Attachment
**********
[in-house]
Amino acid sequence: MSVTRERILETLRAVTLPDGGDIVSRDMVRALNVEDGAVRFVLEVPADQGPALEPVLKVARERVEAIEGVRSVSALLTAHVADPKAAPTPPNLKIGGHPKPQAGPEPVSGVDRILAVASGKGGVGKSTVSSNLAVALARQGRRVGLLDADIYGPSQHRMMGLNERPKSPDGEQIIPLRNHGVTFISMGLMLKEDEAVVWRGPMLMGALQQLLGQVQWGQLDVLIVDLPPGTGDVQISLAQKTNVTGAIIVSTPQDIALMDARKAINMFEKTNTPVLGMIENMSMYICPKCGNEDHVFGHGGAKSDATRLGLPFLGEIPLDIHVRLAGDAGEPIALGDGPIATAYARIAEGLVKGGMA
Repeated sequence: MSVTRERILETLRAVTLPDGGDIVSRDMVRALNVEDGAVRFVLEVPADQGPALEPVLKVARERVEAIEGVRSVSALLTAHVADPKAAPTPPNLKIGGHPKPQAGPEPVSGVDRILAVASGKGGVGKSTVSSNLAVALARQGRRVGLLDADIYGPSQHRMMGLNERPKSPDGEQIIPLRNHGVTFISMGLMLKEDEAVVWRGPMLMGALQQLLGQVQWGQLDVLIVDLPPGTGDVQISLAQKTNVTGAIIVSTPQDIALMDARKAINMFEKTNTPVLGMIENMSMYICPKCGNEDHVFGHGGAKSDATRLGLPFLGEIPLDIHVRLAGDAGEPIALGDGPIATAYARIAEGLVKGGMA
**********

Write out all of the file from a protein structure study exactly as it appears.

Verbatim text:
[in-house]
Amino acid sequence: MSVTRERILETLRAVTLPDGGDIVSRDMVRALNVEDGAVRFVLEVPADQGPALEPVLKVARERVEAIEGVRSVSALLTAHVADPKAAPTPPNLKIGGHPKPQAGPEPVSGVDRILAVASGKGGVGKSTVSSNLAVALARQGRRVGLLDADIYGPSQHRMMGLNERPKSPDGEQIIPLRNHGVTFISMGLMLKEDEAVVWRGPMLMGALQQLLGQVQWGQLDVLIVDLPPGTGDVQISLAQKTNVTGAIIVSTPQDIALMDARKAINMFEKTNTPVLGMIENMSMYICPKCGNEDHVFGHGGAKSDATRLGLPFLGEIPLDIHVRLAGDAGEPIALGDGPIATAYARIAEGLVKGGMA
Repeated sequence: MSVTRERILETLRAVTLPDGGDIVSRDMVRALNVEDGAVRFVLEVPADQGPALEPVLKVARERVEAIEGVRSVSALLTAHVADPKAAPTPPNLKIGGHPKPQAGPEPVSGVDRILAVASGKGGVGKSTVSSNLAVALARQGRRVGLLDADIYGPSQHRMMGLNERPKSPDGEQIIPLRNHGVTFISMGLMLKEDEAVVWRGPMLMGALQQLLGQVQWGQLDVLIVDLPPGTGDVQISLAQKTNVTGAIIVSTPQDIALMDARKAINMFEKTNTPVLGMIENMSMYICPKCGNEDHVFGHGGAKSDATRLGLPFLGEIPLDIHVRLAGDAGEPIALGDGPIATAYARIAEGLVKGGMA